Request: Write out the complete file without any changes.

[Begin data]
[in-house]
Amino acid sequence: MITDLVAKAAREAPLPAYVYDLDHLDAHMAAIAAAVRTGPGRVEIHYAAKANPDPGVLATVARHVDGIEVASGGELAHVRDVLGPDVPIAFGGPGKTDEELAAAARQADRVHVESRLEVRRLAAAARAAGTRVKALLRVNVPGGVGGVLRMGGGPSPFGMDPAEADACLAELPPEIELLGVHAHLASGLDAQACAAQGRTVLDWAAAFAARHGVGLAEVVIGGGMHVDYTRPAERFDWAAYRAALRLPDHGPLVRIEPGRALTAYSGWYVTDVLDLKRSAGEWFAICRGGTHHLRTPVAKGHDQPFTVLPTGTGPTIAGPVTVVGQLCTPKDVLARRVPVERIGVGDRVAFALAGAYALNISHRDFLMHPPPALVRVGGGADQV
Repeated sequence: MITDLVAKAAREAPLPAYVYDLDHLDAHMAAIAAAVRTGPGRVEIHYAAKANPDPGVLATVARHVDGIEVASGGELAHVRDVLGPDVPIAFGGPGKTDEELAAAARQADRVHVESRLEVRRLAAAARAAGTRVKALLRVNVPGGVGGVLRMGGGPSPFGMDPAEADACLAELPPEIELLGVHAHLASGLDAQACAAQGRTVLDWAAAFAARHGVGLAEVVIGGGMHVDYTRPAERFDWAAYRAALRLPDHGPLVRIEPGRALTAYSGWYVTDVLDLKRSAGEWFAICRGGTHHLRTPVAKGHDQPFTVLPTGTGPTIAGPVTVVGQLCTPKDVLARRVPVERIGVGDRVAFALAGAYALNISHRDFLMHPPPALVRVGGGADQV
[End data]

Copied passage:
[in-house]
Amino acid sequence: MITDLVAKAAREAPLPAYVYDLDHLDAHMAAIAAAVRTGPGRVEIHYAAKANPDPGVLATVARHVDGIEVASGGELAHVRDVLGPDVPIAFGGPGKTDEELAAAARQADRVHVESRLEVRRLAAAARAAGTRVKALLRVNVPGGVGGVLRMGGGPSPFGMDPAEADACLAELPPEIELLGVHAHLASGLDAQACAAQGRTVLDWAAAFAARHGVGLAEVVIGGGMHVDYTRPAERFDWAAYRAALRLPDHGPLVRIEPGRALTAYSGWYVTDVLDLKRSAGEWFAICRGGTHHLRTPVAKGHDQPFTVLPTGTGPTIAGPVTVVGQLCTPKDVLARRVPVERIGVGDRVAFALAGAYALNISHRDFLMHPPPALVRVGGGADQV
Repeated sequence: MITDLVAKAAREAPLPAYVYDLDHLDAHMAAIAAAVRTGPGRVEIHYAAKANPDPGVLATVARHVDGIEVASGGELAHVRDVLGPDVPIAFGGPGKTDEELAAAARQADRVHVESRLEVRRLAAAARAAGTRVKALLRVNVPGGVGGVLRMGGGPSPFGMDPAEADACLAELPPEIELLGVHAHLASGLDAQACAAQGRTVLDWAAAFAARHGVGLAEVVIGGGMHVDYTRPAERFDWAAYRAALRLPDHGPLVRIEPGRALTAYSGWYVTDVLDLKRSAGEWFAICRGGTHHLRTPVAKGHDQPFTVLPTGTGPTIAGPVTVVGQLCTPKDVLARRVPVERIGVGDRVAFALAGAYALNISHRDFLMHPPPALVRVGGGADQV